Nice Cathedral was built between 1650 and 1699, the year of its consecration. It is dedicated to the Assumption of the Virgin Mary and Saint Reparata.
On the site, the first cathedral was consecrated in 1049. In 1060, relics belonging to St. Reparate (For whom the current cathedral is named) arrived in the city of Nice. By the year 1075 there was construction of a chapel dedicated to St. Reparate. During the later half of the twelfth century, the chapel became the priory of the abbey of Saint-Pons.
The next church on the site was built in the early 13th century on land belonging to the Abbey of St. Pons and became a parish church in 1246.
During the first half of the 16th century a series of acts gradually effected the transfer of the seat of the bishops of Nice from Cimiez Cathedral on the hill of the castle overlooking the city to the church of Saint Reparata which in 1590, after an official ceremony presided over by the then bishop, Luigi Pallavicini, and in the presence of Charles Emmanuel I, Duke of Savoy, was recognised as a chiesa-cattedrale.
However, in 1649, judging the building too small, bishop Didier Palletis commissioned the architect Jean-André Guibert to produce a structure more in keeping with the importance of the city. 1650 to 1685, The construction of a new cathedral (The current main building) occurs during this time. In 1699 the new cathedral is officially consecrated but the construction is an ongoing process.
From 1731 to 1759 the now widely recognized bell tower is built. 1900 marked the most recent addition to the cathedral with the construction of new side chapels which replaced the former heavy baroque ornamentation. The cathedral was declared a minor basilica on 27 May 1949.References:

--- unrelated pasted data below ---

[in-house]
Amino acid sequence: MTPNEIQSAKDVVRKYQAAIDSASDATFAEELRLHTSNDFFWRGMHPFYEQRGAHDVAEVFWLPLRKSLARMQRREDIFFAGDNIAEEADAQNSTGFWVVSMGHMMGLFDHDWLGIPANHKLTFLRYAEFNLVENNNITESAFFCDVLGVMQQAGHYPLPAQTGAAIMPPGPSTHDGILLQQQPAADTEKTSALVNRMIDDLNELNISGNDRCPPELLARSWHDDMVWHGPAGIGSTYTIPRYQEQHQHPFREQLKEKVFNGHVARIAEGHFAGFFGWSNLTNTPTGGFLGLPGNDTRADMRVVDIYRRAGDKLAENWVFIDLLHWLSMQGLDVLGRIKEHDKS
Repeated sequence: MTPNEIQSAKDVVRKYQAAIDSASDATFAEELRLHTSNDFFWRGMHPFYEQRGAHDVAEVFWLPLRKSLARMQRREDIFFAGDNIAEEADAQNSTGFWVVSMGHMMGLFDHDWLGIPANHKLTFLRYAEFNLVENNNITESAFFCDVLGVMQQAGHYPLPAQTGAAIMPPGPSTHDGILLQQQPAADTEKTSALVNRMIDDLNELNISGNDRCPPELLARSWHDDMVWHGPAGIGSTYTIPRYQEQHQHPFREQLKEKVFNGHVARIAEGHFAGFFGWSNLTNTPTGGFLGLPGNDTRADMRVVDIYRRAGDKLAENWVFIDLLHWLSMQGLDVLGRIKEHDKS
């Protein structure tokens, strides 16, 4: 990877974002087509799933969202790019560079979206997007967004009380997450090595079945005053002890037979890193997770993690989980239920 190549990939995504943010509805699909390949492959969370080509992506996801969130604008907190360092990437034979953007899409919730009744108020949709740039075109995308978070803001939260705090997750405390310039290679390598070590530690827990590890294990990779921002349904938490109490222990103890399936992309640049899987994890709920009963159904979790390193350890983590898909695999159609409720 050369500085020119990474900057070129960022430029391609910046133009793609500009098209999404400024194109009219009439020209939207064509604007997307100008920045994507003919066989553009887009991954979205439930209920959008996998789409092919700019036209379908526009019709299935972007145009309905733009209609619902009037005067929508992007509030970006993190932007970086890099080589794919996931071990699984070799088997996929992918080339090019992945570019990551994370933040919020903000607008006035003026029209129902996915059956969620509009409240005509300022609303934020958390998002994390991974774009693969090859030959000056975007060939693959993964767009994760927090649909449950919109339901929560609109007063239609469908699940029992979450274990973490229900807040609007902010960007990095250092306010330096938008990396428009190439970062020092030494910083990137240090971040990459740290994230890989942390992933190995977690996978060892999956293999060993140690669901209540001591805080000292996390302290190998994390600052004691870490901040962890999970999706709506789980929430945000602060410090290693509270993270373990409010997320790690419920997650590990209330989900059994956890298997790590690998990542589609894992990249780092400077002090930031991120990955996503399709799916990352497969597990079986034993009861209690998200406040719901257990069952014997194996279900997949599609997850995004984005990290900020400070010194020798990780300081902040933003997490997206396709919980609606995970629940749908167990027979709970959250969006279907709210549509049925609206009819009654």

Easter Aquhorthies stone circle, located near Inverurie, is one of the best-preserved examples of a recumbent stone circle, and one of the few that still have their full complement of stones. It consists of a ring of nine stones, eight of which are grey granite and one red jasper. Two more grey granite stones flank a recumbent of red granite flecked with crystals and lines of quartz. The circle is particularly notable for its builders' use of polychromy in the stones, with the reddish ones situated on the SSW side and the grey ones opposite.
The placename Aquhorthies derives from a Scottish Gaelic word meaning 'field of prayer', and may indicate a 'long continuity of sanctity' between the Stone or Bronze Age circle builders and their much later Gaelic successors millennia later. The circle's surroundings were landscaped in the late 19th century, and it sits within a small fenced and walled enclosure. A stone dyke, known as a roundel, was built around the circle some time between 1847 and 1866–7.